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Deal reached on Civil War artifacts

Cousins disagreed on donation of items

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    Sgt. Wilson W. Brown received the Congressional Medal of Honor in 1863 and a redesigned version in 1904. The key is believed to be from his Confederate prison cell.

    <THE BLADE/ANDY MORRISON
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Sgt. Wilson W. Brown received the Congressional Medal of Honor in 1863 and a redesigned version in 1904. The key is believed to be from his Confederate prison cell.

THE BLADE/ANDY MORRISON
Enlarge | Buy This Image

BOWLING GREEN — Rather than testifying at a court trial in Wood County next month, descendants of Sgt. Wilson W. Brown are planning a family reunion.

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Brown

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Albert C. Ward, a great-grandson of the Union soldier who received the Congressional Medal of Honor for his role in Andrews’ Raid, this week reached agreement in Wood County Common Pleas Court with his cousin, Linda Schwartz of Perrysburg, over possession of Sergeant Brown’s medals and what is believed to be the key to the Confederate prison cell from which he escaped.

Mrs. Schwartz was given possession of the original medal issued to Sergeant Brown in 1863 and the key, both of which she agreed to donate to the new Veterans’ Administration Clinic in South Toledo for display in an area honoring veterans.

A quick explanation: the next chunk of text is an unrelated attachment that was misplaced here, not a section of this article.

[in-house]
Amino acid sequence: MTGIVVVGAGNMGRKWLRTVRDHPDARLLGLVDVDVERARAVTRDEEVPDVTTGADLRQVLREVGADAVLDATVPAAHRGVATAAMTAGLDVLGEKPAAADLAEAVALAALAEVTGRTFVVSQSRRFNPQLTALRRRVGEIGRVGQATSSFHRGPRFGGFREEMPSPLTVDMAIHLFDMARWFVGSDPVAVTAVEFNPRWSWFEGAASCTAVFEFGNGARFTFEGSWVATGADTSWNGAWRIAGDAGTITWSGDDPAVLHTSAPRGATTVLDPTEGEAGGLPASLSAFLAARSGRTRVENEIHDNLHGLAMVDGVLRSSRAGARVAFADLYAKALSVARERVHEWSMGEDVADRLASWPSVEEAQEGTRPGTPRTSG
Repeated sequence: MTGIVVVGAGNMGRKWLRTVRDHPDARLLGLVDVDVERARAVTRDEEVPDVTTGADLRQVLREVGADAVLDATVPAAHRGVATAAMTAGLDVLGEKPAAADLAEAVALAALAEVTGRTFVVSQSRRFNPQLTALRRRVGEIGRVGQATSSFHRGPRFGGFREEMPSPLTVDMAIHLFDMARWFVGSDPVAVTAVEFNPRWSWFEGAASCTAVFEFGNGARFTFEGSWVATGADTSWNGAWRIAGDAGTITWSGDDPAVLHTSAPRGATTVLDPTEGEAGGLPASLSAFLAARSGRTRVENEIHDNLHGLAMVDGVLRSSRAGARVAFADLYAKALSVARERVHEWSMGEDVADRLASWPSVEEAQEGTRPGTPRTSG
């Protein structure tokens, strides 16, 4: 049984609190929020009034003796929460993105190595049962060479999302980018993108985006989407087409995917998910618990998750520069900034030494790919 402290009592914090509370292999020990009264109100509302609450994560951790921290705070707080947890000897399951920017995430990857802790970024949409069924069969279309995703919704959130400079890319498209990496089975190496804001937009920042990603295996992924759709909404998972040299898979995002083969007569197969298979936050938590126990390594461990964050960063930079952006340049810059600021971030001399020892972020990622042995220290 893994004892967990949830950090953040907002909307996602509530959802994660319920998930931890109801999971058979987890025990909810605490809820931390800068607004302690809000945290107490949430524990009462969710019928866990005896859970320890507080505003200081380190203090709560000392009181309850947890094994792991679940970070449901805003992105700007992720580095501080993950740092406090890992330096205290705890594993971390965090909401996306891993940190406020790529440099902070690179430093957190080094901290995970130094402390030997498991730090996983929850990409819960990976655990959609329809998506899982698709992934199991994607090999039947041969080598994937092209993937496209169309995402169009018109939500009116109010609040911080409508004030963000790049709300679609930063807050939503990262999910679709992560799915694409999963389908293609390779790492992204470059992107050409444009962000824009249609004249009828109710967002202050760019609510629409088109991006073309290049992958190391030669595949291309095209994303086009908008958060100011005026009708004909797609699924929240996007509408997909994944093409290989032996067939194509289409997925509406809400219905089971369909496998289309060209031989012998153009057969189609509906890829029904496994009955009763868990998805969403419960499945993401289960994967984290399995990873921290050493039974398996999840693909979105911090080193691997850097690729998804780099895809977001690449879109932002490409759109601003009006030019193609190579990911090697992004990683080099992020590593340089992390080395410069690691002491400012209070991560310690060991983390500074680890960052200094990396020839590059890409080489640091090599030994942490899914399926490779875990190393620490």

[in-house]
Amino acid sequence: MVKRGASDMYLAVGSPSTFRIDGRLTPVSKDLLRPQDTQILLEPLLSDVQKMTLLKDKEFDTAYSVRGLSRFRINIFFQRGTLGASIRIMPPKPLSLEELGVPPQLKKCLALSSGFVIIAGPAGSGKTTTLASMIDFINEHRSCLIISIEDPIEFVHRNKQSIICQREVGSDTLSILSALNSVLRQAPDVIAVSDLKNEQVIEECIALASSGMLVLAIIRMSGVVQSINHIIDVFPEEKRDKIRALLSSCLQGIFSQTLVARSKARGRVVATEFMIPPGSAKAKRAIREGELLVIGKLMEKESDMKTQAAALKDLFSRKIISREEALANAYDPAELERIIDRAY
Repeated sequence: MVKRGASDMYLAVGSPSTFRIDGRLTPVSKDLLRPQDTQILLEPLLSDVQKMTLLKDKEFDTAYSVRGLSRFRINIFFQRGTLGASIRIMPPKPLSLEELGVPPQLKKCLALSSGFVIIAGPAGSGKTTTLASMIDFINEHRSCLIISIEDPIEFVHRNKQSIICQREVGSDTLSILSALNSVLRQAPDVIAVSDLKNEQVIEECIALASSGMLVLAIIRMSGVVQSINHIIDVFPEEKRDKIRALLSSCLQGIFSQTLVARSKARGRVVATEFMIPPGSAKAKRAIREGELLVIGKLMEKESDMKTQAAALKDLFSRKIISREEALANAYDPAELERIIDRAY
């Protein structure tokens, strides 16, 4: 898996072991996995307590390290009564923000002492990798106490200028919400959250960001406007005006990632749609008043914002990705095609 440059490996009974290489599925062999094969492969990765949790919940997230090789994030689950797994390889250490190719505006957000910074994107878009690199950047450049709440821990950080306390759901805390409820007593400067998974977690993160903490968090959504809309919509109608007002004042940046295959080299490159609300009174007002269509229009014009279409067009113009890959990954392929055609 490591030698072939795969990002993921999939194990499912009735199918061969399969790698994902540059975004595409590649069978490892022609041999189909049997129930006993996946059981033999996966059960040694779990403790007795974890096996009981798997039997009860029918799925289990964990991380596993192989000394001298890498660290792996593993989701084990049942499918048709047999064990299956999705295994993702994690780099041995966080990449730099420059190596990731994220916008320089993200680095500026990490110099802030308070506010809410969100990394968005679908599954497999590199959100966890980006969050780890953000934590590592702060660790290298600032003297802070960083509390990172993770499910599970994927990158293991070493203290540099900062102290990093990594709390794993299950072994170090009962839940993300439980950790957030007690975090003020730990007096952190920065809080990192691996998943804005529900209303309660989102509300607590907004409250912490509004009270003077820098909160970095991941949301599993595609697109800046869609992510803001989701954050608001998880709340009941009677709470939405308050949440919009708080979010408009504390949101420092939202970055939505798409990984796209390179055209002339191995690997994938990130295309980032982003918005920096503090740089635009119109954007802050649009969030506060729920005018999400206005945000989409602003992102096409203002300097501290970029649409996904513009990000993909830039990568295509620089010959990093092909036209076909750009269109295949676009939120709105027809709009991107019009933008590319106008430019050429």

Mr. Ward of Timberlake, Ohio, was awarded possession of the second medal, which was issued to Seregant Brown in 1904 after the medal was redesigned. He is to donate it to the Southern Museum of Civil War and Locomotive History in Kennesaw, Ga., for public display.

“You’re dealing with property that doesn’t have a market value, but has historical and genealogical value, that both sides felt strongly about,” said Harold Hanna, Mr. Ward’s attorney. “They got to thinking: if we split it up, it will be displayed in more places, so now it will be in the South and in the Toledo area.”

In February, 2012, Mr. Ward filed suit against Mrs. Schwartz on behalf of Sergeant Brown’s surviving descendants seeking a court order to gain access to the memorabilia. Mrs. Schwartz, he contended, had the items since her father’s death in 2005 and refused to share them for family and public events.

A locomotive engineer and member of the 21st Ohio Infantry Regiment, Sergeant Brown was among the first U.S. soldiers to receive a Congressional Medal of Honor for his part in the failed 1862 raid, often referred to as the Great Locomotive Chase.

Despite help from a court mediator last year, Mr. Hanna said the dispute over the artifacts took a long time to settle because both sides felt strongly about where the items should be displayed. The case was set to go to trial June 10. “I know Linda felt strongly the medal should be in a location where it could be most observed by veterans, while the rest of the descendants felt it should be displayed where it could be seen by the public at large,” he said.

Brian Ballenger, an attorney for Mrs. Schwartz, did not return a phone call seeking comment.

Mr. Hanna said that if either the VA Clinic or the Civil War museum at some time no longer wants to keep the items, the agreement calls for reuniting them at the Hayes Presidential Center in Fremont.

Contact Jennifer Feehan at: jfeehan@theblade.com or 419-213-2134.

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